In the immortal words of Dan O’Neill, it’s a good book, but who wrote the book?
Notes from under the floorboards:
You’re probably sick of hearing about it, but this is the last time, so: just a reminder I’ll be at the Alternative Press Expo (APE) in San Francisco this weekend, signing ODYSSEUS THE REBEL along with artist Scott Bieser at the Big Head Press table in booth 513. Look for me; I’m not hard to spot.
Did you know WIZARD is thriving? Neither did I, and neither did its legions and legions of laid-off former employees. But The New York Post seems to think so, and I guess in Rupert Murdoch’s world that makes it true… Of course, in The New York Post’s version of reality (which is to say fiction) Adam West never attended a comics convention before next weekend…
An email recently asked for my thoughts on “motion comics.” The short version: it’s just a medium. Whether they ultimately have any value depends entirely on content, but the content will have to be original, and generated especially for the medium. (On the surface they don’t seem especially different from Flash animation, a fad no one much bothers with anymore.) Those few I’ve seen have been crap, cannibalizing existing comics work that was never meant for the medium and doesn’t work in it. As long as motion comics exist mainly to pillage and rape old comics, there’s not much chance of the medium ever being more than a slight novelty with an extremely tenuous future.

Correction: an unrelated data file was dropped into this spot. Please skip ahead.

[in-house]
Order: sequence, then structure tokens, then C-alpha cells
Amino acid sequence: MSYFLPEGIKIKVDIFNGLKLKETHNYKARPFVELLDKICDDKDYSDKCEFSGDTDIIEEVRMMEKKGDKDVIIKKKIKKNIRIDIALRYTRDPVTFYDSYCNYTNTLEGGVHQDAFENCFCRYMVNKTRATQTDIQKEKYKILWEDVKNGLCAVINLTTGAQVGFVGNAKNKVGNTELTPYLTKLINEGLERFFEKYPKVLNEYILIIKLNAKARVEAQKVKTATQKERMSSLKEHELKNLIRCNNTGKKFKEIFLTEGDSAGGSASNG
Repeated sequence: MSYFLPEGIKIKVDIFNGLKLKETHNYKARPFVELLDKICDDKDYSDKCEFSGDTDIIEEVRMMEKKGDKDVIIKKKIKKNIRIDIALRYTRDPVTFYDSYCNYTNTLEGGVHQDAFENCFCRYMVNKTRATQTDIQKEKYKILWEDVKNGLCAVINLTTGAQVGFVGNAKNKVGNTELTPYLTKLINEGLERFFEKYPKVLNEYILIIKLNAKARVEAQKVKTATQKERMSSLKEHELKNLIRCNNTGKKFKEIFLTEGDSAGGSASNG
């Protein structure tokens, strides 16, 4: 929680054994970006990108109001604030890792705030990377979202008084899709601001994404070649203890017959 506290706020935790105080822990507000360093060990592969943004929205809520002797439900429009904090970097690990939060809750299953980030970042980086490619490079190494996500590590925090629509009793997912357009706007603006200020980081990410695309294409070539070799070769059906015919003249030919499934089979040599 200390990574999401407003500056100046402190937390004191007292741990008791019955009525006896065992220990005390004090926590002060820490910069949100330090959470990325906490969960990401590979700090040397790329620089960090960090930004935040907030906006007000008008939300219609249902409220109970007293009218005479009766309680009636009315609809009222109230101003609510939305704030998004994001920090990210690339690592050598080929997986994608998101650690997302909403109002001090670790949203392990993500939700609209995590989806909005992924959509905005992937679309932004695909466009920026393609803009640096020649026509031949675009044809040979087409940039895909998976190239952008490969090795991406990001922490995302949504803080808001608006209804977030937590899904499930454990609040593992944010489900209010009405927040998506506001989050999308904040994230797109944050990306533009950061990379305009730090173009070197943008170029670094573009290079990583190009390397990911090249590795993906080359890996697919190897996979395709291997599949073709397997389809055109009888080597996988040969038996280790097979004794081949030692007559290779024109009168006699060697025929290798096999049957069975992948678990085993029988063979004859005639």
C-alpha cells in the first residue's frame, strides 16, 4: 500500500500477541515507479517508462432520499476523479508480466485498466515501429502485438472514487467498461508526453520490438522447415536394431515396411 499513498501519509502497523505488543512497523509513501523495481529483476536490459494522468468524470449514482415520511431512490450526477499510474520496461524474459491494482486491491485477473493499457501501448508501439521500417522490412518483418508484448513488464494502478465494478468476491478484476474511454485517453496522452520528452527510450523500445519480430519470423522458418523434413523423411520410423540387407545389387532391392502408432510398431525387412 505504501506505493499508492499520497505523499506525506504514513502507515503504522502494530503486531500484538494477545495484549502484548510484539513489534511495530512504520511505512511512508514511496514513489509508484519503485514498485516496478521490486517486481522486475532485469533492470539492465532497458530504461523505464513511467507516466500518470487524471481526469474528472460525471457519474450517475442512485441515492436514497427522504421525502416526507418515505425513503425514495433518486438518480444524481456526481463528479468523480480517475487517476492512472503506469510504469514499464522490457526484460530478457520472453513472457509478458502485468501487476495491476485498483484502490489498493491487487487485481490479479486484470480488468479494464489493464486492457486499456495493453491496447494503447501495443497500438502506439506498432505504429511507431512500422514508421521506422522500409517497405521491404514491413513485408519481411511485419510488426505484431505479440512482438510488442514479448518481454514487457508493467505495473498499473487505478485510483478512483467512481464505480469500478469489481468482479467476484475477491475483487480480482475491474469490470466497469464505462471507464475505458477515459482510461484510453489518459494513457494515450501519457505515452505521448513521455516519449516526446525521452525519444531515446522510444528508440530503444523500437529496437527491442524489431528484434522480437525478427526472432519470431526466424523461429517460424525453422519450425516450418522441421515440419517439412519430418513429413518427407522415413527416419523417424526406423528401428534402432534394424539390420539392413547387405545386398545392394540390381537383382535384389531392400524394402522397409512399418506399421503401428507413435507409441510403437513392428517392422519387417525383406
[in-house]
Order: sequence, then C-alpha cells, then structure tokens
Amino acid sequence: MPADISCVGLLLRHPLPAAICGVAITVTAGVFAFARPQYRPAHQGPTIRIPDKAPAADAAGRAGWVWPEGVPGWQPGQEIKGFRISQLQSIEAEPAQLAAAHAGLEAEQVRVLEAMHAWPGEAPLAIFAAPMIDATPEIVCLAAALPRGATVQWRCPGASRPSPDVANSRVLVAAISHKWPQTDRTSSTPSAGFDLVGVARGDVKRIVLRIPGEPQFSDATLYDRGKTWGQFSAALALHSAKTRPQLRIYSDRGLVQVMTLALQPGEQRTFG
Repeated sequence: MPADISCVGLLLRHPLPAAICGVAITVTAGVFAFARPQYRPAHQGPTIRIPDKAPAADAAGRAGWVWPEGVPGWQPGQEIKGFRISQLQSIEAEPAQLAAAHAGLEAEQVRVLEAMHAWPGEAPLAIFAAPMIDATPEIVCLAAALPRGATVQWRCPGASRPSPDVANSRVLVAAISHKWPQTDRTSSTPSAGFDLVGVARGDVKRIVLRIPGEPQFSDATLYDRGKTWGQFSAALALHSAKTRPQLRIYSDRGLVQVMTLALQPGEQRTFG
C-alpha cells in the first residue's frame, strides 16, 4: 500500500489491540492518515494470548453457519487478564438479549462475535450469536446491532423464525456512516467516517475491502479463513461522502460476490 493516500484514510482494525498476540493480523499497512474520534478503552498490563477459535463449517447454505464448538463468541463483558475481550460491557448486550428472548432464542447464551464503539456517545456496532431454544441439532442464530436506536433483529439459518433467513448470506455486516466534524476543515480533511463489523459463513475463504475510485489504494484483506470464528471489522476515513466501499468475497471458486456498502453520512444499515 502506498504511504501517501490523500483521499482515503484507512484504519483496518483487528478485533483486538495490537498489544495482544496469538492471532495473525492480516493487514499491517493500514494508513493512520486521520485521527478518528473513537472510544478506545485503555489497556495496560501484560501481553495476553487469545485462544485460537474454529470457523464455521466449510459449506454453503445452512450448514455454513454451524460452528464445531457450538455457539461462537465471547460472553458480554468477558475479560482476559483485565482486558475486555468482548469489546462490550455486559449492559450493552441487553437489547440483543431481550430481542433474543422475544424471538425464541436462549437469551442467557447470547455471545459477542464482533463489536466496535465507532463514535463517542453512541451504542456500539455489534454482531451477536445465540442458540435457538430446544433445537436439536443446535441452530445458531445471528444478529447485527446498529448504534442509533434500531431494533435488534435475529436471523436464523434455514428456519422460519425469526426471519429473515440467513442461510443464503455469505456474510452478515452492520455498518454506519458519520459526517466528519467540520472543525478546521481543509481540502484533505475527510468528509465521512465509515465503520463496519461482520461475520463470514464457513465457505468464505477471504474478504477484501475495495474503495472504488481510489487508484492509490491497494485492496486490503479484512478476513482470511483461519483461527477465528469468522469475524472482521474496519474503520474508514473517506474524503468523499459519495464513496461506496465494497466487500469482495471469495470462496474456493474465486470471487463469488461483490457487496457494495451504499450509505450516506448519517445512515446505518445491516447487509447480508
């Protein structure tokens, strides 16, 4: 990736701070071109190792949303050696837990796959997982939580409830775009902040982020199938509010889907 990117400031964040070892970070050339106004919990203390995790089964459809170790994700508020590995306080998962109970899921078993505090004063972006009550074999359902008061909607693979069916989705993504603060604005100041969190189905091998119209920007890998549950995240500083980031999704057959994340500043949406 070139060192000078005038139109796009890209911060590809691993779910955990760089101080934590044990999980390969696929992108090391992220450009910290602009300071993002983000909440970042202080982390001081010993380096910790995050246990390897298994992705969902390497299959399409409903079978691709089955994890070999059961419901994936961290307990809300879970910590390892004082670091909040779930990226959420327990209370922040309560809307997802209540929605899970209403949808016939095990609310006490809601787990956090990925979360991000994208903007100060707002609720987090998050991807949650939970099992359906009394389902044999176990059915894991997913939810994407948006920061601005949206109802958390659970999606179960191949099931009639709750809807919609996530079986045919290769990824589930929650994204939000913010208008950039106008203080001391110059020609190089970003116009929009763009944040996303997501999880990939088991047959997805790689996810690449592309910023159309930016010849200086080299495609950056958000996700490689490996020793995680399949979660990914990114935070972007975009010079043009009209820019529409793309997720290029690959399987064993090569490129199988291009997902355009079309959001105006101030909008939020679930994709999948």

This site just came to my attention: San Diego 2009 in cosplay…
Know those “Mac & PC” ads Apple runs all the time with Justin Long? Haven’t seen a new one in a while, but here’s something I bet they won’t mention in an ad: if you’ve installed the new Snow Leopard OS upgrade for Mac, kiss all your data, documents, music files, etc. goodbye. So much for Mac’s OS being the safe one… Meanwhile, T-Mobile and Microsoft teamed up this week to demonstrate the fatal flaw of “cloud computing” – storing and manipulating all your data out in the net ether rather than on a local drive or chip – when users suddenly couldn’t access their data. Combine that with the propensity of “storage services” to abruptly go belly up and shut off access, and with the users’ inability to certainly safeguard data against deletion, corruption or theft, and cloud computing remains an idiot’s game. But that’s not stopping all kinds of software and hardware companies from claiming it’s the next big thing. Then again, so were toxic financial assets, once…
I’m sure I wasn’t alone when I woke last week to news of President Obama receiving the Nobel Peace Prize and immediately wondered, “For what?” Then I thought, hell, they gave it to Henry Kissinger, so why not? I’d rather they give it to someone who hasn’t done much of anything than to someone who bombed Cambodia…